Be Alert!!! The Harvest Is Ripe

Evangelism. Does anyone else feel like you never quite measure up when it comes to sharing the gospel?  I’m convinced of the importance of evangelism and I’m deeply moved by stories of people coming to Christ – and yet I still struggle to share the gospel regularly. What would it take to make evangelism a natural and regular part of our Christian lives?

Jesus often describes our mission with the metaphor of a harvest. In Matthew and Luke he says, “The harvest is plentiful, but the laborers are few; therefore pray earnestly to the Lord of the harvest to send out laborers into his harvest” (Matt. 9:37-38; Luke 10:2). In similar words, Jesus tells his disciples in John 4:35: “Look, I tell you, lift up your eyes, and see that the fields are white for harvest.” Here’s what I want you to notice: if Jesus is sending the disciples and us into the harvest, then someone has already prepared the field.  Implication? You and I are surrounded by people already ripe for the gospel. In our grocery stores, on our sports teams, besides us at our coffee shops, or next-door in our neighborhoods, there are people God is preparing to respond to the gospel. Do you believe that?

I’m convinced that one thing that keeps us from sharing the gospel is the unspoken belief that it all depends on us. I need to find someone to share the gospel with. I need to have the right words to say. It’s as though we think God gives us a barren piece of ground and says, “Grow me a crop of wheat.” But God is already at work to prepare the harvest! We follow in his footsteps. The restaurant you choose, the gym you join, or the Starbucks you frequent are not random choices or events in your life. Each one is God preparing and positioning you in his field for his harvest. Our call is to do what Jesus said: “Look, lift up your eyes and see.”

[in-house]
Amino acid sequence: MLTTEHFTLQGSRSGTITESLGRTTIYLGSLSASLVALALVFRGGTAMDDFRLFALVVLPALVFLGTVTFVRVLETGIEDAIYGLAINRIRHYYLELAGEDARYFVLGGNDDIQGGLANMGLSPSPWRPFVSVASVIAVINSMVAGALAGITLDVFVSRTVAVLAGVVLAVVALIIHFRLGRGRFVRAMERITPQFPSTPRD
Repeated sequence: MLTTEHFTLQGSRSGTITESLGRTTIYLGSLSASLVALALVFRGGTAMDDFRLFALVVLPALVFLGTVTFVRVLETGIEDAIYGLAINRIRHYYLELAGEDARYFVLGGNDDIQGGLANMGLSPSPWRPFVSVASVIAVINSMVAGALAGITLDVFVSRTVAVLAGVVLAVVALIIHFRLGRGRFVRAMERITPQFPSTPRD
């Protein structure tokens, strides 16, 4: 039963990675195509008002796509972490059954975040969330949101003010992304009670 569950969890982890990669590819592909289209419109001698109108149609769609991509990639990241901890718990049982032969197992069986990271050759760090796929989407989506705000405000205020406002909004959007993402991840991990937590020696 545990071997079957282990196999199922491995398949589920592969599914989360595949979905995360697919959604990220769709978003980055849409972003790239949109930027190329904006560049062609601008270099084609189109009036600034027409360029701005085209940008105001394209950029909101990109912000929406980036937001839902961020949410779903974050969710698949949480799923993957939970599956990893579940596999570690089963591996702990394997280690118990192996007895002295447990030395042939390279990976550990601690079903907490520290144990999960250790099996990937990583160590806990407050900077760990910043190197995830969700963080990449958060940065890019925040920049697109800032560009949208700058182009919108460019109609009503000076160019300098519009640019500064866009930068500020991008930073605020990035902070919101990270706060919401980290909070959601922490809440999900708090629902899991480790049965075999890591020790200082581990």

Let me suggest just one way we can live in the Lord’s fields. If it’s true that God is at work to prepare the harvest, that the fields are ripe because of his work, and if it’s true that God has made each one of us workers in his field, then be alert for small windows of opportunity. Only once in my life has an unbelieving stranger asked me a direct question about God. Every other opportunity I’ve had to share the gospel and build friendships with unbelievers came through what seemed like a small thing: giving a pedestrian a ride up a steep hill, asking the checkout lady how her day is going, saying hello to a person instead of passing without acknowledgement. Look for those small opportunities that the Lord gives you, and expect some of them to lead to more conversations.

Wherever you are, the Lord of the harvest is already preparing his field and has you there for a purpose. Lift up your eyes and see! The harvest is ripe.

  • Starla Tracy

    This type of evangelism may appeal to churchmen who want roses of ease instead of suffering with Christ. Friendship evangelism is no where employed by Jesus nor His disciples in the scriptures. Shouldn't we follow their model for evangelism? We read that they reasoned with people out of the law & prophets. The Biblical law is a schoolmaster that points people to Christ their only hope. It is a mirror that shows us our wicked Adamic heart problem so that we will flee to Jesus who will clean us on the inside and give us a new heart. (Ezekial 36:24-28)